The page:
Add to Favorites
Doctors thought it was a “hopeless” case, but a four-day-old baby suffering from a rare deformity has miraculously not only survived a difficult operation but emerged perfectly normal after it.The baby boy, born on April 10 to Parvez and Zeenat Kureishi, a couple that stays at Bandra Reclamation, was Abdullah at the Surya Hospitals taken to the Surya Hospitals in Santacruz (East) on April 14 after the parents realised he was having trouble breathing.
Suspecting that the baby’s condition may be a rare one, Surya Hospital authorities immediately called in Dr Ashok Mathure, a paediatric surgeon from Lilavati Hospital, Bandra, and Dr Pankaj Shroff from Nanavati Hospital, Vile Parle, to examine the child and conduct tests.
The x-ray of the chest, Dr Mathure said, revealed that the child’s deformity was indeed rare: the intestine, liver and gall badder were stuck to the right side of the chest. “Further ultrasonography and MRI revealed the lungs were very small and hypoplastic,” Dr Mathure said.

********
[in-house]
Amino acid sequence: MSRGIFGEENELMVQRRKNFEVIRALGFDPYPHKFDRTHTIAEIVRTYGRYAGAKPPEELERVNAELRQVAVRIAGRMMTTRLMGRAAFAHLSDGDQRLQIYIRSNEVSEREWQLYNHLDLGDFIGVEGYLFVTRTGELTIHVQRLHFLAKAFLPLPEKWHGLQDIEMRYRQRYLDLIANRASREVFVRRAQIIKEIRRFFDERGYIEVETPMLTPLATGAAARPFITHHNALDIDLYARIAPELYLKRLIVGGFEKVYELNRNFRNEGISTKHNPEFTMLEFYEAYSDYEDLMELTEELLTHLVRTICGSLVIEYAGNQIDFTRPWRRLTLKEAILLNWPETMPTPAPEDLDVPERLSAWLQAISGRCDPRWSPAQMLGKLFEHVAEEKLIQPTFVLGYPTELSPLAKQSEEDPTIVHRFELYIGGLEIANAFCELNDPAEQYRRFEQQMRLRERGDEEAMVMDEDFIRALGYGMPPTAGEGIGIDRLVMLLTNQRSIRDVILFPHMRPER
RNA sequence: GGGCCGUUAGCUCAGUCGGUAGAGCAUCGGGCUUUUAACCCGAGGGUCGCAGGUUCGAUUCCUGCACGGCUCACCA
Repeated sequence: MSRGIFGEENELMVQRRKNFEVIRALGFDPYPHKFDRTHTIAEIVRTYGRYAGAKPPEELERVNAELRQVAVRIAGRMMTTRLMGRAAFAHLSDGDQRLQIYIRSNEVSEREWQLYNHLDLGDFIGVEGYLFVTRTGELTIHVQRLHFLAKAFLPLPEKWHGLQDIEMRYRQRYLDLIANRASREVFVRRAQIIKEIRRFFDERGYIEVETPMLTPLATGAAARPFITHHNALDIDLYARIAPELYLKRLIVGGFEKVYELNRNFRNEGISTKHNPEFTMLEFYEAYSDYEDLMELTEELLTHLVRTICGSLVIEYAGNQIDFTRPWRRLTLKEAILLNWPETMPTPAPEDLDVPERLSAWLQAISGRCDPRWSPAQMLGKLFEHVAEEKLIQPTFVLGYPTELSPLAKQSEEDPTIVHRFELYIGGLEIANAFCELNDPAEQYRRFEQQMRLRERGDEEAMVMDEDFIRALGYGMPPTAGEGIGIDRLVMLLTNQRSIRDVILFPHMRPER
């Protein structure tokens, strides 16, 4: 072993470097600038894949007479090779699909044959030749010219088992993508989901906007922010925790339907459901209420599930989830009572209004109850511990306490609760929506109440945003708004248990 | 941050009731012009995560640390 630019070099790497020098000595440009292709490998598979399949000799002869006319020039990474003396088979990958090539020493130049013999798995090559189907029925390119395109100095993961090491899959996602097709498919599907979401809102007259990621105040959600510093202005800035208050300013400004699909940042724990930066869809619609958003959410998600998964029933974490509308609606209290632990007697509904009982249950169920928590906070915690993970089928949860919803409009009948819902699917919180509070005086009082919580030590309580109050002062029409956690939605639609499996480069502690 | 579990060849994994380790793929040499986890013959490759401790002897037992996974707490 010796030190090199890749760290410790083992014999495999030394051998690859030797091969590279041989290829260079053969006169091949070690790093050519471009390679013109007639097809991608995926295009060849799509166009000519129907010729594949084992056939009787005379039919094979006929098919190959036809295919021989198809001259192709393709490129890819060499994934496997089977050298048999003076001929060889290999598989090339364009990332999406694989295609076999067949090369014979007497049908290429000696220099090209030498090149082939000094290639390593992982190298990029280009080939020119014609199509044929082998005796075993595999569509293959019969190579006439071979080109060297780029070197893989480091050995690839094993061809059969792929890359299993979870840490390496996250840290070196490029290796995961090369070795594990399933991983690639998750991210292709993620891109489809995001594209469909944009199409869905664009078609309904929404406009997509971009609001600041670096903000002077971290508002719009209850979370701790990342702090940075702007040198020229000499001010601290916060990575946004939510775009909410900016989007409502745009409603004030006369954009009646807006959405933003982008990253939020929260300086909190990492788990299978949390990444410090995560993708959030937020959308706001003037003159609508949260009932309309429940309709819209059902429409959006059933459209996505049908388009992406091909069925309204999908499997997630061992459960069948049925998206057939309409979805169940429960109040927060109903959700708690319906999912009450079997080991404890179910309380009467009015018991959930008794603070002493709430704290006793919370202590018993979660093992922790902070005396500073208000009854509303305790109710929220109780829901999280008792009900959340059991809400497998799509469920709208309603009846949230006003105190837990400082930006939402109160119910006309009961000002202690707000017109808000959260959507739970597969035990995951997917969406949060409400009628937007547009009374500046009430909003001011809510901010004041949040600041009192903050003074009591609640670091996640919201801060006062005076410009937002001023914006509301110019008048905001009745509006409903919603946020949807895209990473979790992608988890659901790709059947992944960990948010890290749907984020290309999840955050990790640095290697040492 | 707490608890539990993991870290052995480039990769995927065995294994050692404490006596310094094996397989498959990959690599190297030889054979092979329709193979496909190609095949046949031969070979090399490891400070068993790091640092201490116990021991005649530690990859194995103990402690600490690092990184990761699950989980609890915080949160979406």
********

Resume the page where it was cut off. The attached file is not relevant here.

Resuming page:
In medical terms, this type of defect is defined as diaphragmatic hernia. Doctors say this deformity is rarest and occurs in one in a crore babies worldwide. Generally, this type of defect appears on the left side but never on the right.
“There is a high mortality rate and operation is the only solution. In infants the condition is very difficult to operate, and in this case, due to lungs being underdeveloped, this was even more risky,” Dr Mathure, who conducted the operation, said.
“It was a very bad situation. We knew the case was hopeless. But the positive side was that the baby was not on ventilator. It was trying hard to breathe,” the doctor added.
A teary-eyed Parvez said, “We were told by doctors that the only chance of survival was operation, but even that could not guarantee the baby’s survival.”
“Finally, we took the decision of going ahead with the operation and arranged for the expenses, because the membrane which was implanted was very costly,” added Parvez, who works as an exceutive in a travel agency.
The baby was operated on April 14, and the surgery lasted two hours but was entirely successful and has now made the baby 100 per cent normal.
“He is perfectly normal now and has taken to breast milk very well. I cannot believe he has survived,” said a relieved Dr Shobha Sharma, CEO, Surya Hospital.
“I saw my baby for the first time after he was operated on,” said Zeenat, the baby’s mother, and the words “Abdullah” came to her lips. “We named him Abdullah meaning Miracle,” said Zeenat, eyes welling up with joy.
Abdullah is still in the NICU and is likely to be discharged in two days.
surya hospitals news, surya hospitals mumbai news